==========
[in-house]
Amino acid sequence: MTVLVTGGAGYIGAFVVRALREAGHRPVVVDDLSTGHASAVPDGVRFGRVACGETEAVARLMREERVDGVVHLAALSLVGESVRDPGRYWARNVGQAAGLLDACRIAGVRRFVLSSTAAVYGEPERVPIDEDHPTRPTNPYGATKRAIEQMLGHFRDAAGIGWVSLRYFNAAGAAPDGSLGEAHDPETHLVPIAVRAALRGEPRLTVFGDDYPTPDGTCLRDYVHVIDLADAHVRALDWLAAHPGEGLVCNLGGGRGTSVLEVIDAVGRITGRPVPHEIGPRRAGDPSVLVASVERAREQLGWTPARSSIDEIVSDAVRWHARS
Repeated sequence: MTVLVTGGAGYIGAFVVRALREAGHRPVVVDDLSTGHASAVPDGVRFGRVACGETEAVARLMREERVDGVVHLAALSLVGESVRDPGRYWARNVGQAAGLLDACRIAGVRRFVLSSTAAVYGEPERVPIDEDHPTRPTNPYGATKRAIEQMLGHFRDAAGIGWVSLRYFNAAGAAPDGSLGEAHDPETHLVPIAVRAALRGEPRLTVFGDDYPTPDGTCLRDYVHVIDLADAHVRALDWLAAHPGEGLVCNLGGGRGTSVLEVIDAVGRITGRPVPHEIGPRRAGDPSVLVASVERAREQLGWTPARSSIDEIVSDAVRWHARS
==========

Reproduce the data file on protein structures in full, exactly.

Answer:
[in-house]
Amino acid sequence: MTVLVTGGAGYIGAFVVRALREAGHRPVVVDDLSTGHASAVPDGVRFGRVACGETEAVARLMREERVDGVVHLAALSLVGESVRDPGRYWARNVGQAAGLLDACRIAGVRRFVLSSTAAVYGEPERVPIDEDHPTRPTNPYGATKRAIEQMLGHFRDAAGIGWVSLRYFNAAGAAPDGSLGEAHDPETHLVPIAVRAALRGEPRLTVFGDDYPTPDGTCLRDYVHVIDLADAHVRALDWLAAHPGEGLVCNLGGGRGTSVLEVIDAVGRITGRPVPHEIGPRRAGDPSVLVASVERAREQLGWTPARSSIDEIVSDAVRWHARS
Repeated sequence: MTVLVTGGAGYIGAFVVRALREAGHRPVVVDDLSTGHASAVPDGVRFGRVACGETEAVARLMREERVDGVVHLAALSLVGESVRDPGRYWARNVGQAAGLLDACRIAGVRRFVLSSTAAVYGEPERVPIDEDHPTRPTNPYGATKRAIEQMLGHFRDAAGIGWVSLRYFNAAGAAPDGSLGEAHDPETHLVPIAVRAALRGEPRLTVFGDDYPTPDGTCLRDYVHVIDLADAHVRALDWLAAHPGEGLVCNLGGGRGTSVLEVIDAVGRITGRPVPHEIGPRRAGDPSVLVASVERAREQLGWTPARSSIDEIVSDAVRWHARS